Paul Bettany makes a strong impression with his first film as a writer-director, exploring the big issue of homelessness from a variety of pointed angles. He also casts his wife Jennifer Connelly and his Avengers costar Anthony Mackie in demanding roles. The resulting film sometimes feels a little overworked dramatically, and relentlessly grim, but it's also provocative and moving.
It's set on the streets of New York, where Nigerian musician Tahir (Mackie) is living, having overstayed his US visa. Then he runs into junkie Hannah (Connelly), and the two have an immediate spark of camaraderie that blossoms into a tender relationship. But Tahir is trying to be a good Muslim, while Hannah is indulging in opportunistic crime to fund her habit. A brief respite squatting in an empty luxury home gets them off the streets briefly, so he can help her through withdrawal. And later when he's ill, she nurses him back to health. But finding somewhere to feel safe as winter bites down isn't easy. And desperation drives them to extraordinary actions.
The film is shot in an earthy, offhanded style that feels improvised, allowing Tahir and Hannah to emerge as complex people with a variety of talents and flaws. As they chat, details from their back-stories emerge, sparking anger and wrenching emotion, and drawing them inexorably together. Both Connelly and Mackie give performances that are full of passion. These are intelligent people who have been beaten down by life and don't have a clue where to turn next. So their sojourn in the empty house offers a glimpse into what kind of private life they would make if they had a chance, including borrowing some clean clothes from the vacationing owners ("I look like a zombie Goldilocks," Hannah observes).
Continue reading: Shelter Review
Robert Miller is billionaire hedge fund businessman who at first glance seems to have the perfect life; successful, plenty of money, a supportive wife and a daughter/ business partner willing to take on the company when he retires. However, something much darker is going on underneath as he is struggling to cover up many years of fraudulent activities while trying to sell away his business to a bank. Not only this, but he has also embarked on an illicit affair with the young and beautiful Julie Cote who he attempts to whisk away with him for a while. As fate would have it, Robert finds himself drifting off to sleep in the car as they drive out of town and subsequently fails to prevent a crash that instantly kills Julie. As he attempts to cover his tracks by setting fire to the vehicle, his whole life is on the line with suspicious police officers, a mistrustful wife and a daughter with an unfortunate eye for detail threatening to collapse the empire he has worked so hard for.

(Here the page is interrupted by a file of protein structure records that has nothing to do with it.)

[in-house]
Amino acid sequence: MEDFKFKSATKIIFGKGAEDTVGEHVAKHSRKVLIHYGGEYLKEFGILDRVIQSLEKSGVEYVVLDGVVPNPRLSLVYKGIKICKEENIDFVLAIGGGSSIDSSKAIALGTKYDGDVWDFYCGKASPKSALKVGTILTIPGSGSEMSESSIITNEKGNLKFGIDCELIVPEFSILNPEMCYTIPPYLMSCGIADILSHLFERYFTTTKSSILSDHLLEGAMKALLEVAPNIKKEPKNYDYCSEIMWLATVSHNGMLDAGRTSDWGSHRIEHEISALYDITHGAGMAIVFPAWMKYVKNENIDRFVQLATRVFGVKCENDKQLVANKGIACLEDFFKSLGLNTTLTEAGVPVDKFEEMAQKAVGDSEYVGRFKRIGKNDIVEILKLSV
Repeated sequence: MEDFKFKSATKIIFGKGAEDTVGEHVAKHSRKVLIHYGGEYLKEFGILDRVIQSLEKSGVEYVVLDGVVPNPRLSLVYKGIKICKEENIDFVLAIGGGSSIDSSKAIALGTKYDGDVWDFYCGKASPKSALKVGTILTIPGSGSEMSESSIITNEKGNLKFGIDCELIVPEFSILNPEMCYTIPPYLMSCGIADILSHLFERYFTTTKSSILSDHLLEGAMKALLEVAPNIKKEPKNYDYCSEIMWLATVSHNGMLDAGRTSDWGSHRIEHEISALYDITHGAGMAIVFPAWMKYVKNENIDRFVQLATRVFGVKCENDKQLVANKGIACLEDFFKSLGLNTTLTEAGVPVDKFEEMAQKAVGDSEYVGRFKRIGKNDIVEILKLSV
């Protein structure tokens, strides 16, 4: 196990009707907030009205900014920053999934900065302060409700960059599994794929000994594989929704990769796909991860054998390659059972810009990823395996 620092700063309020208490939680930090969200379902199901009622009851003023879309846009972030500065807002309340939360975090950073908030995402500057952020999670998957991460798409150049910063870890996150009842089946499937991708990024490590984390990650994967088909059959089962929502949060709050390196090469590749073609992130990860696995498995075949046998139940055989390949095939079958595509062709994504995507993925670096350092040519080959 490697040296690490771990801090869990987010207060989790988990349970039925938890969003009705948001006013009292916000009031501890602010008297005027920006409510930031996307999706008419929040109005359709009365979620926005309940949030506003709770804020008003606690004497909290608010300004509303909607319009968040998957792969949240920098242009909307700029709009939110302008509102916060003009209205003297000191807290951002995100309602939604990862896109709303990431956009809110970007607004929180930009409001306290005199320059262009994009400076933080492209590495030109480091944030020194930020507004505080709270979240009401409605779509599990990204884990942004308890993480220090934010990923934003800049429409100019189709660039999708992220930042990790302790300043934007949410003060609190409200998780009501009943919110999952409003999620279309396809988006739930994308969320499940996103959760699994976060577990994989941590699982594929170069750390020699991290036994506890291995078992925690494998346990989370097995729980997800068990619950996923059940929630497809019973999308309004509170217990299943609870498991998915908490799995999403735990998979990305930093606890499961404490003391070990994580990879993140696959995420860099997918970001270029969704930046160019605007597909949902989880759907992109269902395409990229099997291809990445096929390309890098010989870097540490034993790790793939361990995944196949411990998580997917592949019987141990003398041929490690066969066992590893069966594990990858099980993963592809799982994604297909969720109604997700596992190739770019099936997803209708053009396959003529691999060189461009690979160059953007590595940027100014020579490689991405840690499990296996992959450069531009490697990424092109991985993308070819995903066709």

This gripping thriller drama premiered in the US in September 2012 and serves as the full-length feature directorial debut of Nicholas Jarecki ('The Informers' screenwriter) who was also responsible for writing the fantastic screenplay.
Starring: Richard Gere, Susan Sarandon, Tim Roth, Brit Marling, Laetitia Casta, Nate Parker, Stuart Margolin, Chris Eigeman, Graydon Carter, Bruce Altman, Larry Pine, Curtiss Cook, Reg E. Cathey, Felix Solis, Monica Raymund, Gabrielle Lazure, Shawn Elliott, Maria Bartiromo, David Faber, Josh Pais, Alyssa Sutherland, Paula Devicq, Zack Robidas & Betsy Aidem.
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News reporter Adam Carlson is based in a remote part of Alaska, in a town called Point Barrow. As a consequence, there usually is little to talk about in the way of local news. After one news report, which saw him explaining how food can take up to four plane journeys to arrive in town, his boss rings to comment about how 'thin' his stories are. That is, until Adam sees something extraordinary out to sea. It transpires that there are three California gray whales stuck under the ice near Point Barrow. Adam captures the incident on his camera and rings his boss to tell him of his findings.